Point-counterpoint: Ending personal income tax
David Blatt, director of the Oklahoma Policy Institute, and Michael Carnuccio, president of the Oklahoma Council of Public Affairs, debate ending state personal income tax.
Director of Oklahoma Policy Institute, a nonprofit policy think-tank committed to adequate, fair and fiscally responsible funding of public services.
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Q. What would happen if the state's personal income tax was eliminated?
A. Oklahoma would have to drastically increase the sales tax, property tax, or both. Oklahoma already has the fifth highest sales tax rate in the nation, and raising the sales tax even further would hurt hard-pressed consumers and local retailers. And no one seriously imagines that we will try to raise property taxes.
Q. Will eliminating the personal income tax help bring jobs to the state?
A. Real-life examples and the most rigorous studies show tax differences between states are not a significant factor in attracting business. Far more important to economic development is access to skilled labor, nearby markets, public safety, and transportation infrastructure — most of which require public investments made possible by the income tax. Oklahoma's economy is already doing better than most states that lack an income tax, including Texas.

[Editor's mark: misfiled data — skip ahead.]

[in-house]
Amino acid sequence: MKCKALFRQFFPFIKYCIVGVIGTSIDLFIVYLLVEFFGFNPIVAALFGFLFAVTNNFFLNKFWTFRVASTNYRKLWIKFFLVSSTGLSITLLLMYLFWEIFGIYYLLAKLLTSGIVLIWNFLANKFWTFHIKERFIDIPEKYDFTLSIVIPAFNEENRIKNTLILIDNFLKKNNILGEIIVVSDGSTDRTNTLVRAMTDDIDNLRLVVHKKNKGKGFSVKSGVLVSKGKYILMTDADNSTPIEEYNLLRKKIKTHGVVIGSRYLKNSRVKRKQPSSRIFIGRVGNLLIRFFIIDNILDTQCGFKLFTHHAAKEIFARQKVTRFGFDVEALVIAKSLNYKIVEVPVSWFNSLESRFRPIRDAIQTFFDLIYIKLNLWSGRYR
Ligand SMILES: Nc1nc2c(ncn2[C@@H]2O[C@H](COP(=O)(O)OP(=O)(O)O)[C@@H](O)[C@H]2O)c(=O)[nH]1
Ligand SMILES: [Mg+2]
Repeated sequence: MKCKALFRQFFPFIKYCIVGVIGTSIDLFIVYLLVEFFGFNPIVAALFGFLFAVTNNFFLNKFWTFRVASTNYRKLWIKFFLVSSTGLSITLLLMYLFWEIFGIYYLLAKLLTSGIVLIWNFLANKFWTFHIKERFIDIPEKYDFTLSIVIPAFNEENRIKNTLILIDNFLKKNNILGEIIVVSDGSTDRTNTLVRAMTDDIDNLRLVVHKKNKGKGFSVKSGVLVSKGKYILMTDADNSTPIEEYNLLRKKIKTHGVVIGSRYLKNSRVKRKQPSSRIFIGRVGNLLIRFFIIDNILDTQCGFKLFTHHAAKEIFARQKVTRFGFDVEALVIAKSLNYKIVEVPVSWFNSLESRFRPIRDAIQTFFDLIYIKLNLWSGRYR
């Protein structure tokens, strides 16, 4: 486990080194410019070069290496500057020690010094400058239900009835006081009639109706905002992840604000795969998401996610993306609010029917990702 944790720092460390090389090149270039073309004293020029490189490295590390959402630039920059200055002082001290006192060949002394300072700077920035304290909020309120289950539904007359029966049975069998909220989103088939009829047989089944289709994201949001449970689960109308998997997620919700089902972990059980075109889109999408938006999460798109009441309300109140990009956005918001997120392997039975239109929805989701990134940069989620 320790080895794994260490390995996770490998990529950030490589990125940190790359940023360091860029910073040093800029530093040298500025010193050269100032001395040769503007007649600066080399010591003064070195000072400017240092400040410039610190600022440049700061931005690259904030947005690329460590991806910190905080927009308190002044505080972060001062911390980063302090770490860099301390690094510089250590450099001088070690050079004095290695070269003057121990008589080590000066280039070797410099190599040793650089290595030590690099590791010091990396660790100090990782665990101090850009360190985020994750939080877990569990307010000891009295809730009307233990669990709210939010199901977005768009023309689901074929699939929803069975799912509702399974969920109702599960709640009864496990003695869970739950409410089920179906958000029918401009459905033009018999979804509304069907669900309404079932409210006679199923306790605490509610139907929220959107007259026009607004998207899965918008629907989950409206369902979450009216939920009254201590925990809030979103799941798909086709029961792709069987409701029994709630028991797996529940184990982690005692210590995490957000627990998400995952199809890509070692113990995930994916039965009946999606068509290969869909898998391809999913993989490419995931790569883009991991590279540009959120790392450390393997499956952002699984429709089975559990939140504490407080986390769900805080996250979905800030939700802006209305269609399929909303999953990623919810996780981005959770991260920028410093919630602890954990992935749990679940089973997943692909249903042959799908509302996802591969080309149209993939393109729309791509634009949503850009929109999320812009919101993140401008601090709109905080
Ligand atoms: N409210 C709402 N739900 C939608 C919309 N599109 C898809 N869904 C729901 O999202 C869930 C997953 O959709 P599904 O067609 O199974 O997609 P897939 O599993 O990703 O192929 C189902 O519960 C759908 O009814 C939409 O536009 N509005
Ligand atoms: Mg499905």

Q. Will eliminating the personal income tax adversely affect state
A. Three years of repeated budget cuts have already inflicted real harm on our schools, law enforcement, safety net system, and public health. Going forward, we face rising health care costs, a crumbling infrastructure, and the need for a better educated and trained workforce. We cannot meet these basic obligations and ensure that we are an educated, healthy and prosperous state if we do away with or further reduce our largest tax source.
Q. Would the average Oklahoman fare better with or without the personal income tax?
A. When you take into account the need to increase other taxes and cut services that Oklahoma citizens and businesses depend on, the average Oklahoman would fare much worse without the personal income tax. Shifting to a greater reliance on sales or property taxes would also disproportionately benefit the already wealthy while pushing more of the responsibility for funding public services onto average Oklahomans.
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